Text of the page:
In humble attempt at casting this in the tradition of Socrates, a (slightly altered) quote:

"The unexamined vote is not worth casting."

Friday, December 14, 2007

Register your discontent with the Register (Des Moines that is)

Rep. Dennis Kucinich at the December 4th NPR debate.

I decided to do this blog because, as I indicate with the name I chose, I feel it is important to understand our options; however, I feel the ability to do so was muddied tonight. This evening, the final Democratic debate was held before the all-important Iowa caucus in January. The Des Moines Register held the debate, and made the decision on who could participate. Rep. Dennis Kucinich, in his sixth term in Congress and second run for the White House, was excluded, along with former Sen. Mike Gravel. The legitimacy (or not) of the exclusion is the question, and apart from your stance on one candidate or another, one party or another, I think it is a sobering reality check to consider that some of the most important exposure for voters (if not the only) , is via the various television debates. There are no one-on-one conversations and handshaking with the candidates for most Americans, and so, apart from the internet, the debates are the closest we will get to those one-on-one conversations, the best sense we may get of their character and commitment, integrity and so forth. Therefore, based on the facts I outline in the below letter I sent to the editors of the Des Moines Register, I find it an encroachment on my right, and the rights of US citizens, to hear and consider the full swath of candidates, for an exclusion to take place on the basis that it did tonight (check here to read an overview that hits some key points from the Kucinich campaign on the exclusion). I would urge, again, no matter your stance or perspective, any who feel the basis of this exclusion inequitable, to write (or call) the editors yourself at:

Carol Hunter - 515-284-8502

Laura Hollingsworth - 515-284-8041

You may also want to consider visiting this site to sign a petition to send a quick (or more detailed if you prefer) note to Howard Dean, Democratic National Committee Chair, and Mike Duncan, Republican National Committee Chair; the petition includes Rep. Ron Paul and former Sen. Mike Gravel in the language. Here is the note I sent to Mr. Dean and Mr. Duncan, which includes the longer letter I sent to the Des Moines Register:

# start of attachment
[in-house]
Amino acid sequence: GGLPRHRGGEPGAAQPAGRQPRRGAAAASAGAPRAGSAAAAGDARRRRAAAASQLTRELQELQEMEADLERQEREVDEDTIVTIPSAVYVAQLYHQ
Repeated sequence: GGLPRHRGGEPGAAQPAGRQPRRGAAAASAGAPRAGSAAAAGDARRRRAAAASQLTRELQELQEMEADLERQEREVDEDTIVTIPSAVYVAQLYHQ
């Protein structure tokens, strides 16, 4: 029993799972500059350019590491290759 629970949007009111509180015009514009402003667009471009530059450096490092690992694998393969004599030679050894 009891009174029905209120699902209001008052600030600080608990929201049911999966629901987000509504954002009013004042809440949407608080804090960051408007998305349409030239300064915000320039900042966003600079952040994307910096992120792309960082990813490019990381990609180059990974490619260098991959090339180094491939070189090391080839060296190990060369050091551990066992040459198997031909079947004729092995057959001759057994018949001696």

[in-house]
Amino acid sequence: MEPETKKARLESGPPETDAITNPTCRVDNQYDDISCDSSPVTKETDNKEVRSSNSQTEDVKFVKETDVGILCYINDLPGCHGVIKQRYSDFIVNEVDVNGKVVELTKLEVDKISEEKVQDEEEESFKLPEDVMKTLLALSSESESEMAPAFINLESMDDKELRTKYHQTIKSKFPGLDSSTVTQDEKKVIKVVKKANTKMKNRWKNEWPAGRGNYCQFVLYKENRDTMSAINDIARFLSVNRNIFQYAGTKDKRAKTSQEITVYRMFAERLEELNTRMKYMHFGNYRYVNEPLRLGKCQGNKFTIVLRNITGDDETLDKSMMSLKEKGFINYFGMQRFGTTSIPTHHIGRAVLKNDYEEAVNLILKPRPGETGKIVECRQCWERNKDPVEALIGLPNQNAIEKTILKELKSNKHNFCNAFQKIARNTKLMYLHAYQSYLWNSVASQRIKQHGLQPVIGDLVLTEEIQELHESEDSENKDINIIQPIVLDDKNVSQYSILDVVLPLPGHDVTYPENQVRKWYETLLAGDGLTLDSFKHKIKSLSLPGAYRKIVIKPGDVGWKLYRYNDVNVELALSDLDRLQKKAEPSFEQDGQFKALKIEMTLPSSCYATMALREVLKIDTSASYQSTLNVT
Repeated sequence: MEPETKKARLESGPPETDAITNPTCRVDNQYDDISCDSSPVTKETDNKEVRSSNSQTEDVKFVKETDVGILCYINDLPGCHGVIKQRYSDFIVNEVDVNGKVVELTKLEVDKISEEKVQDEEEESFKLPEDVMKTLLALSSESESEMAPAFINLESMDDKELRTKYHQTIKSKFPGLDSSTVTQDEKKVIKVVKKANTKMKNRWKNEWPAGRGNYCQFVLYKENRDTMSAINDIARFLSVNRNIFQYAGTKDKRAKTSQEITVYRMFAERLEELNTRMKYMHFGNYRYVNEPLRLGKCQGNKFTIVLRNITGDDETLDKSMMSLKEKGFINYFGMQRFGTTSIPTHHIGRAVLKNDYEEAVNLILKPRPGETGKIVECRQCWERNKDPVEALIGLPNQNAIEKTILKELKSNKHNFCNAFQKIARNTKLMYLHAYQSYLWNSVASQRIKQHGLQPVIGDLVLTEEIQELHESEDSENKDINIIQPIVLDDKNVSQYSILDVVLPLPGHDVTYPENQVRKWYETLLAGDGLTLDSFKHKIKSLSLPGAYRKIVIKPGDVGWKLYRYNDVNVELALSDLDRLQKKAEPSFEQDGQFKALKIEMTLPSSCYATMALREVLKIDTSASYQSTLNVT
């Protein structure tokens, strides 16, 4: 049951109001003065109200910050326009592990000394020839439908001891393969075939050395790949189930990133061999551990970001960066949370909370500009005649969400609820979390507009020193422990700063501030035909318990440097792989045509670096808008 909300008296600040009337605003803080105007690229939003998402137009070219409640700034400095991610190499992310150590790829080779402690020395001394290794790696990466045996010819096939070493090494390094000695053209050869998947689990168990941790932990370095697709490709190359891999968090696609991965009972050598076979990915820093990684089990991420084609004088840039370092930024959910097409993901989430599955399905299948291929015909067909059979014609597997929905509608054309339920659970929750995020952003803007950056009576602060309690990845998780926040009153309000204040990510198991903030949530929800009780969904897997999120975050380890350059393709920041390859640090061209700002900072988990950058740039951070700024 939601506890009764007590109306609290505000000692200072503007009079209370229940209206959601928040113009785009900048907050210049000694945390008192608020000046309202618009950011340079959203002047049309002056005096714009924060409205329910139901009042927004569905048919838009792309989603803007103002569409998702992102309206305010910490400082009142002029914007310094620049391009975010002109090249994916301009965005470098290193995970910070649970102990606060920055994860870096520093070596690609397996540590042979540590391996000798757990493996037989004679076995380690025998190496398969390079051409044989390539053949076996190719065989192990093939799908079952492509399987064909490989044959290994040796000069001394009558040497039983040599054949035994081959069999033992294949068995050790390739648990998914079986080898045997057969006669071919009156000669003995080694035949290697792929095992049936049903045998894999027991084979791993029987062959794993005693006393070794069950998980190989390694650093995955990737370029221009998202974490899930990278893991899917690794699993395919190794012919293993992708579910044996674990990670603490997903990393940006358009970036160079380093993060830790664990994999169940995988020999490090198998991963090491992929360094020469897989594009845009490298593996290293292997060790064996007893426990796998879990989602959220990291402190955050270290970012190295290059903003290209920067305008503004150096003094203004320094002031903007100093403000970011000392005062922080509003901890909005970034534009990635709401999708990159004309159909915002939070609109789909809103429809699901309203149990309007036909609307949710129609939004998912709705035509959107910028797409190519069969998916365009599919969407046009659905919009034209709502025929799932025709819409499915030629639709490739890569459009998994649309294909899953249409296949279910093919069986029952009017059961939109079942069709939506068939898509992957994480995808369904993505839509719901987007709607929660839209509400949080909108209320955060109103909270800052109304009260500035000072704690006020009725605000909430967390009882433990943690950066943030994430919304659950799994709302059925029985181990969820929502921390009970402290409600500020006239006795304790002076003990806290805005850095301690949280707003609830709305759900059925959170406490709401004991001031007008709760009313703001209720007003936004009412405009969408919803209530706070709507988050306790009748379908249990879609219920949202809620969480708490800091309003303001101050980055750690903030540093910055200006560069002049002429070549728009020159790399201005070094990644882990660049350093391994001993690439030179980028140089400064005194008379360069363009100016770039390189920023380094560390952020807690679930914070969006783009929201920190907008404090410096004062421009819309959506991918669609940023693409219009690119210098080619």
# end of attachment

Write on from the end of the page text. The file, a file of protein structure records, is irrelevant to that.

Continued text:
Greetings, Mr. Howard Dean and Mr. Mike Duncan:

I sent the following letter to the Des Moines Register editors, Ms. Carol Hunter and Ms. Laura Hollingsworth. I feel it expresses clearly the issues with Rep. Kucinich's exclusion from the Dec. 13th debate (along with the related issues with previous exclusions of him, along with Rep. Ron Paul and former Sen. Mike Gravel). I hope you both will work to remedy this situation, perhaps by holding another forum prior to the Iowa caucuses, as our democratic process depends on voters hearing the candidates, particularly at such a decisive time when more and more citizens realize the primaries are almost here, and are naturally beginning to pay attention to the process. Here is the aforementioned letter:

Greetings, Ms. Hunter and Ms. Hollingsworth:

I am deeply frustrated that Rep. Dennis Kucinich was excluded from tonight's debate--the last debate before the Iowa caucuses. It is disturbing enough that elections ride so much on money, I cannot believe that this was done. This is untenable at a time when, to name one example of note, on National Public Radio, the Senior White House correspondent for Newsweek pointed out that the Democratic candidates' positions are beginning to drift towards Rep. Kucinich (albeit not in substantive enough ways; ). This is still the only candidate that is proposing a not-for-profit health care system, among other stances which truly require courage to take. The answer should not be to exclude viable stances such as this from the discussion, if at all possible to include.